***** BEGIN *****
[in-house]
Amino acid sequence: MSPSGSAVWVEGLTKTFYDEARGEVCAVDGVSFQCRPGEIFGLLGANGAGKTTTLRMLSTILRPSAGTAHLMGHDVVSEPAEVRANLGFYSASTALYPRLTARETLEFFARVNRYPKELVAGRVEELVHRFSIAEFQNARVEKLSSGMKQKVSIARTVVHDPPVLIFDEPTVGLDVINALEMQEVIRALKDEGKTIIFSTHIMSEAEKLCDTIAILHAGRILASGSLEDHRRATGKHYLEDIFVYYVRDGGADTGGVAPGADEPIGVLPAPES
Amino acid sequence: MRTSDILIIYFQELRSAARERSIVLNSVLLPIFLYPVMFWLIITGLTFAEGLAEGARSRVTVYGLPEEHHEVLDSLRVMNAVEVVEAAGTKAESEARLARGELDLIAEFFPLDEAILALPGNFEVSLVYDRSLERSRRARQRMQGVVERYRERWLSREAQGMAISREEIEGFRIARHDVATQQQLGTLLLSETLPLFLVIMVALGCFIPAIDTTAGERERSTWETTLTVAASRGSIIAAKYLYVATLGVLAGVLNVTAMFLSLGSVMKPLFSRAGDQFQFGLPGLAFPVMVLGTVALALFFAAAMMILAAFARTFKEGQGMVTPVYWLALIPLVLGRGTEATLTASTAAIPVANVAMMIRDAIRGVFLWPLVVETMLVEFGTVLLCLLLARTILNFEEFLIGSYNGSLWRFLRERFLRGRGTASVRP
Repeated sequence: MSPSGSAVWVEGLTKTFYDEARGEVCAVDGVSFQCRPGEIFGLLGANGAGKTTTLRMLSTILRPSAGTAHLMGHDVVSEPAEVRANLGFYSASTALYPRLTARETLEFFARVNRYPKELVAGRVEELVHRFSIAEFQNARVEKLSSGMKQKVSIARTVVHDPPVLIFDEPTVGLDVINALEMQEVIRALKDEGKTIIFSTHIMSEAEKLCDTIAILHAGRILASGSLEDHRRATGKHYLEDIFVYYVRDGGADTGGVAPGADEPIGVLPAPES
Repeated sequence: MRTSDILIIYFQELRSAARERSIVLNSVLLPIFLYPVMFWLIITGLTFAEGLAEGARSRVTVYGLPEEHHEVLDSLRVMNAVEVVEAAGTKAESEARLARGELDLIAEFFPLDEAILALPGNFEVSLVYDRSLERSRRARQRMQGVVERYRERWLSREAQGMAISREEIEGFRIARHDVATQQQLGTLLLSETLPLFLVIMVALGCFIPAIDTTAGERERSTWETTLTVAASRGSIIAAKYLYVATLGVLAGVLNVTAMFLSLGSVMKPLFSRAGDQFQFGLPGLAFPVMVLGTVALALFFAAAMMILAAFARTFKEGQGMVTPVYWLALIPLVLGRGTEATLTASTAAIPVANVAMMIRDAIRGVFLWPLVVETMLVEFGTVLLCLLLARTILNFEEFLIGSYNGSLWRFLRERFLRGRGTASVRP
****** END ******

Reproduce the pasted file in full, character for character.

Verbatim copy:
[in-house]
Amino acid sequence: MSPSGSAVWVEGLTKTFYDEARGEVCAVDGVSFQCRPGEIFGLLGANGAGKTTTLRMLSTILRPSAGTAHLMGHDVVSEPAEVRANLGFYSASTALYPRLTARETLEFFARVNRYPKELVAGRVEELVHRFSIAEFQNARVEKLSSGMKQKVSIARTVVHDPPVLIFDEPTVGLDVINALEMQEVIRALKDEGKTIIFSTHIMSEAEKLCDTIAILHAGRILASGSLEDHRRATGKHYLEDIFVYYVRDGGADTGGVAPGADEPIGVLPAPES
Amino acid sequence: MRTSDILIIYFQELRSAARERSIVLNSVLLPIFLYPVMFWLIITGLTFAEGLAEGARSRVTVYGLPEEHHEVLDSLRVMNAVEVVEAAGTKAESEARLARGELDLIAEFFPLDEAILALPGNFEVSLVYDRSLERSRRARQRMQGVVERYRERWLSREAQGMAISREEIEGFRIARHDVATQQQLGTLLLSETLPLFLVIMVALGCFIPAIDTTAGERERSTWETTLTVAASRGSIIAAKYLYVATLGVLAGVLNVTAMFLSLGSVMKPLFSRAGDQFQFGLPGLAFPVMVLGTVALALFFAAAMMILAAFARTFKEGQGMVTPVYWLALIPLVLGRGTEATLTASTAAIPVANVAMMIRDAIRGVFLWPLVVETMLVEFGTVLLCLLLARTILNFEEFLIGSYNGSLWRFLRERFLRGRGTASVRP
Repeated sequence: MSPSGSAVWVEGLTKTFYDEARGEVCAVDGVSFQCRPGEIFGLLGANGAGKTTTLRMLSTILRPSAGTAHLMGHDVVSEPAEVRANLGFYSASTALYPRLTARETLEFFARVNRYPKELVAGRVEELVHRFSIAEFQNARVEKLSSGMKQKVSIARTVVHDPPVLIFDEPTVGLDVINALEMQEVIRALKDEGKTIIFSTHIMSEAEKLCDTIAILHAGRILASGSLEDHRRATGKHYLEDIFVYYVRDGGADTGGVAPGADEPIGVLPAPES
Repeated sequence: MRTSDILIIYFQELRSAARERSIVLNSVLLPIFLYPVMFWLIITGLTFAEGLAEGARSRVTVYGLPEEHHEVLDSLRVMNAVEVVEAAGTKAESEARLARGELDLIAEFFPLDEAILALPGNFEVSLVYDRSLERSRRARQRMQGVVERYRERWLSREAQGMAISREEIEGFRIARHDVATQQQLGTLLLSETLPLFLVIMVALGCFIPAIDTTAGERERSTWETTLTVAASRGSIIAAKYLYVATLGVLAGVLNVTAMFLSLGSVMKPLFSRAGDQFQFGLPGLAFPVMVLGTVALALFFAAAMMILAAFARTFKEGQGMVTPVYWLALIPLVLGRGTEATLTASTAAIPVANVAMMIRDAIRGVFLWPLVVETMLVEFGTVLLCLLLARTILNFEEFLIGSYNGSLWRFLRERFLRGRGTASVRP